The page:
Fresh battle for wealth about to begin
The wealth management landscape could soon transform as the rich become more cautious about how they invest their assets, observers believe.
The world’s largest wealth manager, UBS, saw net outflows of nearly SFr50 billion ($43 billion) in the third quarter as rival Credit Suisse and smaller banks saw more money flooding into their coffers.
One expert in the fast expanding Asian market believes the shift signals a “day of reckoning” for the private banking sector as clients take stock after losing money in the global financial crisis.
“We have seen loss of assets, withdrawals, angry customers, endless margin calls, people locked into structured products and a loss of trust and confidence,” Roman Scott, managing director of Singapore-based investment advisory firm Calamander group, told swissinfo.
“The industry has concentrated on gathering assets, but at some point, if customers are not happy with performance, it is going to start feeling the backlog of the lack of service that has been accumulating for the last five years.”
Wealthy people across the world have been withdrawing their assets from large financial institutions into smaller domestic banks to ride out the current market turbulence.
Just a blip?
Such wealth will re-emerge once the storm subsides, but the psychology of investors will have changed for good, according to Scott.
“The days of immature, unsophisticated customers who take what private banks say for granted are gone. It is going to be more difficult to get these people to open their wallets and invest in them,” he said.
“They are going to be looking for wealth managers that actually represent and manage their interests rather than sell them products. We will see independent boutique players and family offices growing at the expense of the big institutions.”
However, not all observers agree with the analysis that the big players will start to lose a market share in the wealth management sector. Swiss banking expert, Professor Teodoro Cocca of the Johannes Kepler Institute in Austria, believes the retreat from established names may be just a blip.
Cocca agrees that trust in banks such as UBS has been eroded by the events of the last 12 months, but he insisted that wealth would start to flow back to Switzerland’s largest bank.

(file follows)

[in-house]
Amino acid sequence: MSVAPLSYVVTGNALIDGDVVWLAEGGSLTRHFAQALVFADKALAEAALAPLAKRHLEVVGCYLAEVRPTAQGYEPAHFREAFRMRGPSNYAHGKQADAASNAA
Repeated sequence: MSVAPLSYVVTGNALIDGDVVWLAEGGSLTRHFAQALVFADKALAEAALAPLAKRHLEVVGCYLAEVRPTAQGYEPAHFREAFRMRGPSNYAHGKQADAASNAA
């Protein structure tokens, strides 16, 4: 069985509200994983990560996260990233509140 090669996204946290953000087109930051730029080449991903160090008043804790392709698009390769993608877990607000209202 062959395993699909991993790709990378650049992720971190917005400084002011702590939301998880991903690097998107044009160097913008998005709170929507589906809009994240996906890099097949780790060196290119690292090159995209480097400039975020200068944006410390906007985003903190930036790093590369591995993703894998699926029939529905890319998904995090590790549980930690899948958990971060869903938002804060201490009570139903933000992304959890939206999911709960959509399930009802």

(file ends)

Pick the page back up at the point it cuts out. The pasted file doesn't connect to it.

“At some point customers are going to realise that smaller banks and boutiques cannot offer the same level of services as the large institutional transnational sector,” he told swissinfo.
Pulling up socks
“Hardly any small bank can give professional advice on the Asian market. They would have to buy in research and sell it to their clients. They also lack specialist tax expertise for clients who have an international real estate portfolio.”
UBS was cautiously optimistic about the future as it revealed its third quarter results on Tuesday. It said that most of the withdrawals of assets had occurred during the turbulent month of September, but had seen “encouraging signs” since it accepted a bailout from the Swiss National Bank last month.
“We know we need to pull our socks up to motivate our client-facing people and re-establish UBS as the bank it used to be,” UBS chief financial officer John Cryan told Reuters. “Before we can see strong inflows we need to see more stability in the markets.”
swissinfo, Matthew Allen in Zurich
Swiss banking customers have less faith in the two largest institutions, UBS and Credit Suisse, than a year ago, according to a survey by advertising agency Young & Rubicam.
Some 80% of the people surveyed thought UBS less reliable over the last 12 months while half of the respondents had the same opinion of Credit Suisse.
Cooperative bank Raiffeisen is the clear winner with an approval rating 20% higher than this time last year, but there was little change in the attitude towards cantonal banks despite strong savings guarantees.
Some 65% of respondents criticised the use of central bank funds to bail out UBS last month. And four fifths believe that managers of failing banks should hand back their bonuses.
Two thirds of those surveyed said they would be more cautious about making large investments with their assets.
Switzerland’s largest bank, UBS, reported a profit of SFr296 million ($251.4 million) in the third quarter of 2008, helped by its own credit and tax gains.
The bank said outflows from its core wealth management business totalled a record SFr49.3 billion and a further SFr34.4 billion was taken out of its Global Asset Management business.
Massive exposure to risky United States assets has forced UBS to make nearly $49 billion in writedowns, more than any other European bank, prompting the Swiss state to take a stake in October and the central bank to set up a fund to absorb its most illiquid assets.
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